These and Those

Musings from Students of the Pardes Institute of Jewish Studies in Jerusalem

Tag Archives: dvar Torah

Finding Self in Love & Torah

Posted on May 18, 2014 by Andrea Wiese

My dvar Torah from the Final 2013-14 Shabbaton: In Leviticus 26:42 (ויקרא כו:מב): וְזָכַרְתִּי, אֶת-בְּרִיתִי יַעֲקוֹב; וְאַף אֶת-בְּרִיתִי יִצְחָק וְאַף אֶת-בְּרִיתִי אַבְרָהָם I will remember the brit of Yakov, even the brit of Yitzchak, and even the brit of Avraham. What I want to focus on here is that the text doesn’t just say Avot… it Continue Reading »

[PCJE Dvar Torah] The Chosen Blessings

Posted on May 15, 2014 by Laura Marder

What do we have to do in order to get the beautiful blessings that are promised to us in this week’s parsha? Blessings that really take care of us – our whole selves, emotionally and physically. Blessings that have blossoming effects on our shared land and bring food and joy to our tables. It seems Continue Reading »

[PCJE Dvar Torah] Now What? Transition Back to Normalcy

Posted on May 7, 2014 by Dita Ribner Cooper

It is no great secret that to be present in Israel during the week of Yom Hazikaron and Yom Ha’atzmaut is one of the most emotional, saddening, joyous, and challenging experiences a Jew can have in the present day. In a span of 48 hours, the Jewish people collectively descend into a state of national Continue Reading »

[PCJE Dvar Torah] Worst. Math Homework. Ever.

Posted on May 1, 2014 by Elana Shilling

The omer is my least favourite time of year. Partly because of how all the clean-cut men in the world suddenly become scraggly and foreign looking and also partly because of the mournful tone of the month. Mostly however, the omer is a terrible time of year for me because of the sheer amount of Continue Reading »

[PCJE Dvar Torah] Emulating my Grandparents

Posted on April 24, 2014 by Ariel Eliach Forman

This week’s Parsha, Parshat Kedoshim uses the literary device of an “inclusio”. It starts and ends with the same line. דַּבֵּר אֶל-כָּל-עֲדַת בְּנֵי-יִשְׂרָאֵל וְאָמַרְתָּ אֲלֵהֶם–קְדֹשִׁים תִּהְיוּ: כִּי קָדוֹשׁ, אֲנִי יְהוָה אֱלֹהֵיכֶם.   and ends with: וִהְיִיתֶם לִי קְדֹשִׁים, כִּי קָדוֹשׁ אֲנִי יְהוָה;   In the middle, the parsha talks about all the ways and laws Continue Reading »

[PCJE Dvar Torah] Pesach, Matzah, Marror

Posted on April 13, 2014 by Naomi Zaslow

Over the last week, I and most of my fellow PEPers, have been traveling around the States, doing model lessons for schools in hopes of gainful employment. One of my favorite model lessons that I’ve done focused on the Passover Seder and the way that we tell our story of leaving Egypt year after year. Continue Reading »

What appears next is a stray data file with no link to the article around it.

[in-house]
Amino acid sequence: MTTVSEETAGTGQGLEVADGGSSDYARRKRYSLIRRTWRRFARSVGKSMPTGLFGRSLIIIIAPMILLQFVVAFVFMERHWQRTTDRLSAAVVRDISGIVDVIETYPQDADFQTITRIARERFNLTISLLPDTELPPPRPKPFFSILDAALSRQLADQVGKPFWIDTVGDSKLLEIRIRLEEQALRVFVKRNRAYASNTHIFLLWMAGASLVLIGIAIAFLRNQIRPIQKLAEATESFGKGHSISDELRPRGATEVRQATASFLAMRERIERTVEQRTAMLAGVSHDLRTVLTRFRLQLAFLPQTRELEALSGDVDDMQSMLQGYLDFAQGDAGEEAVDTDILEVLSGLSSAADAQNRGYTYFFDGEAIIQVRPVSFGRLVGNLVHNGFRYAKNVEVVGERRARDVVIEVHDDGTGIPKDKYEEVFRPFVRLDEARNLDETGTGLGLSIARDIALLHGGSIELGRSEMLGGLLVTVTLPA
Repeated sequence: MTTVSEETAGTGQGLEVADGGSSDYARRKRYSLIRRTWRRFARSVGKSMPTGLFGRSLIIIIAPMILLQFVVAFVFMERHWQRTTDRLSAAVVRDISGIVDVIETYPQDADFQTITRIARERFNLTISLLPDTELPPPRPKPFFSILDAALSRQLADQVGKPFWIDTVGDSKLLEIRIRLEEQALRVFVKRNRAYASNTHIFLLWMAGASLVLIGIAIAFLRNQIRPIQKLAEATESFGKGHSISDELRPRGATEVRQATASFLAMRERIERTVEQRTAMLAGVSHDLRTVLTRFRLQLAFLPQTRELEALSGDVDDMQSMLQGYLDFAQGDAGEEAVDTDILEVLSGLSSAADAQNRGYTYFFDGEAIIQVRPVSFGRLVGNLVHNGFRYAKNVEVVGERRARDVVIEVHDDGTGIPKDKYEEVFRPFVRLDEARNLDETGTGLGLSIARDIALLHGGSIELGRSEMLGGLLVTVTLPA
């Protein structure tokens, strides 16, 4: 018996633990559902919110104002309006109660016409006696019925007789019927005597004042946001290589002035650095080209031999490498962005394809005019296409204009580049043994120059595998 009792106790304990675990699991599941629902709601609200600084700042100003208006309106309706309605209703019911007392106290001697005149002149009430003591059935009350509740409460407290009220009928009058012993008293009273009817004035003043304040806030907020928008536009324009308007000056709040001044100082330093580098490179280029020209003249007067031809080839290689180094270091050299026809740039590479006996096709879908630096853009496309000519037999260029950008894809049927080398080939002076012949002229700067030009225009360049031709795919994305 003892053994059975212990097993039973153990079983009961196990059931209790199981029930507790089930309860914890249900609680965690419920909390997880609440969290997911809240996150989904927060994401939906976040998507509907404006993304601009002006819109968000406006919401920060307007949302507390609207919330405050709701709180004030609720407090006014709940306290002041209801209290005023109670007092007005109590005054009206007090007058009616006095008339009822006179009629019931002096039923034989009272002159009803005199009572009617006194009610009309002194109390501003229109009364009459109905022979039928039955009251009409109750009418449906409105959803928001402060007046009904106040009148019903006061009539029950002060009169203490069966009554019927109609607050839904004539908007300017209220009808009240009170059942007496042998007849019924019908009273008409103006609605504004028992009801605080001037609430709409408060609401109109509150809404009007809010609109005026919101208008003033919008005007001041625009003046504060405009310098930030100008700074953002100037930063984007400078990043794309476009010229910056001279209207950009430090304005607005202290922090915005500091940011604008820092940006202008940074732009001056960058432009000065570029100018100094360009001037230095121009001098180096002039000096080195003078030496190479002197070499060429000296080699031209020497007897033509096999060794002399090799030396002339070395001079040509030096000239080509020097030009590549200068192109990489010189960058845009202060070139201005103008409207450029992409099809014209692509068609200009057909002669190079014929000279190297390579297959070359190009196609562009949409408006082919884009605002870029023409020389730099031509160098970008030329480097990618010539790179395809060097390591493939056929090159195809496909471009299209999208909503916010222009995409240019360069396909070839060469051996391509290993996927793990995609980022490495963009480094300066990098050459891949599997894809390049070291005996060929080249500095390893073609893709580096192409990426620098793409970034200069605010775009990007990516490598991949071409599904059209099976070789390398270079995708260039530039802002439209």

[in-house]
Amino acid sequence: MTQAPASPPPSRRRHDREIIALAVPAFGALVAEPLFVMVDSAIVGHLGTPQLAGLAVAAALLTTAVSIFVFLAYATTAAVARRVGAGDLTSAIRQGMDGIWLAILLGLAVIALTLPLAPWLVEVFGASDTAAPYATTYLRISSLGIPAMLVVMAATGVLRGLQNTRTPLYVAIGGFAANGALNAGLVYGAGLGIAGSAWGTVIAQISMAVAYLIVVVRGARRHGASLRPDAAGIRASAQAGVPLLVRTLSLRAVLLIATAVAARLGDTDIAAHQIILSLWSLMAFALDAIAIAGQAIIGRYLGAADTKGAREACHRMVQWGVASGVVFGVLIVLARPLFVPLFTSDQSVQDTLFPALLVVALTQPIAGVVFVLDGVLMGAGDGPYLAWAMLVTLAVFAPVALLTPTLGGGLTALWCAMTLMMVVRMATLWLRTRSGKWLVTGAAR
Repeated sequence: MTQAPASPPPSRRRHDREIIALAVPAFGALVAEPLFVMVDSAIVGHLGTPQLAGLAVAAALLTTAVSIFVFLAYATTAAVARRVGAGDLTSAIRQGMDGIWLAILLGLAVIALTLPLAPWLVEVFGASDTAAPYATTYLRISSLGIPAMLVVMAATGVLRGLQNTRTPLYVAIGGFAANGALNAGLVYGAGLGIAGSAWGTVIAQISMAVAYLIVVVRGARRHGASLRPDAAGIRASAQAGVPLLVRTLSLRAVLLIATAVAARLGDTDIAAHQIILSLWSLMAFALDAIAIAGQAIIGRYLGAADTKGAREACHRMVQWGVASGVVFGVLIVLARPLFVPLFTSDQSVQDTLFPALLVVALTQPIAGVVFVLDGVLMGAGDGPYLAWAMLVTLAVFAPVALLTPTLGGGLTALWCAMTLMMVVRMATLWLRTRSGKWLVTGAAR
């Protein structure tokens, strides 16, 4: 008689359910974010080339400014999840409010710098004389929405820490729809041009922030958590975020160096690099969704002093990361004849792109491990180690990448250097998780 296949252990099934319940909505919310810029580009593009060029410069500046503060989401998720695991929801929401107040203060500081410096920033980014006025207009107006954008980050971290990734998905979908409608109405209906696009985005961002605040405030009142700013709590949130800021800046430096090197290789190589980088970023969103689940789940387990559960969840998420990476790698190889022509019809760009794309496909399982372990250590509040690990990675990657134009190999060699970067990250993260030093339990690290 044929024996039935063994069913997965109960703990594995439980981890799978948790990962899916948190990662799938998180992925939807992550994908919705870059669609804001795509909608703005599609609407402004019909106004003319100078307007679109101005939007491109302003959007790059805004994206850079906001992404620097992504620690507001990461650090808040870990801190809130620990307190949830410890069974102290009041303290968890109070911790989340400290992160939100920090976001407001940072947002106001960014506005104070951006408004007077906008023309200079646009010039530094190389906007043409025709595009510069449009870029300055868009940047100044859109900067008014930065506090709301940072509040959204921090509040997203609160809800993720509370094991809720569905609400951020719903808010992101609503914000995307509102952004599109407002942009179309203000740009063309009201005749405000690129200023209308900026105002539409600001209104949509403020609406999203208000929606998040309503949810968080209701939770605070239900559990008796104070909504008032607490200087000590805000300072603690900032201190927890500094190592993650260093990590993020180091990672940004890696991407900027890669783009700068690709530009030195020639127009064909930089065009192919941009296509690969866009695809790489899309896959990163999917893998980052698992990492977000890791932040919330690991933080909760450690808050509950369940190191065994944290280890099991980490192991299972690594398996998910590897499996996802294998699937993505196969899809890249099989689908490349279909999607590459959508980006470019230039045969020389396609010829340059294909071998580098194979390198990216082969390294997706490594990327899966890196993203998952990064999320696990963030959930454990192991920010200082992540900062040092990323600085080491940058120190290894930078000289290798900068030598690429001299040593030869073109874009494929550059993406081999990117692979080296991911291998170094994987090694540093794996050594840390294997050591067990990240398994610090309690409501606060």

Why were the Israelites Enslaved?

Posted on April 8, 2014 by Eli Freedman

On Passover night, we ask many questions. Here is one you may have never asked: why did the Egyptians want to subjugate the Israelites into slavery in the first place? What can we learn about ourselves by connecting Torah, the history of its interpretation, and Jewish conflict resolution theory? Welcome to the Pardes Center for Continue Reading »

[PCJE Dvar Torah] Pillars of New Homes

Posted on April 3, 2014 by Josh Pernick

“I’m not totally sure what the appropriate response is” was all that I could come up with in the moment. How could I effectively convey my feelings towards my friend, who had just informed me that she was going to be moving halfway across the country? While moving to new cities has become a way Continue Reading »

[PCJE Dvar Torah] Blurred Realities by Daniel Wolf

Posted on March 27, 2014 by admin

Parshat Tazria presents the laws of zara’at (leprosy). This lengthy exposition that continues into next week’s portion highlights the difficulties in learning (and teaching) the Book of Vayikra (Leviticus). The detailed laws of kosher animals from last week’s portion are complicated enough. But over one hundred and fifty verses about lepers and bodily discharges overwhelmingly stretch our Continue Reading »

[PCJE Dvar Torah] Pigs, camels, cows, and other living things.

Posted on March 20, 2014 by Lisa Motenko

You are what you eat. For Jews, this adage rings especially true because we follow strict dietary laws that strengthen our relationship with G-d, as well as distinguish us from other nations. Growing up I was allowed to eat whatever I wanted – except for pig. Like many assimilated American Jews, my family did not keep kosher, but Continue Reading »

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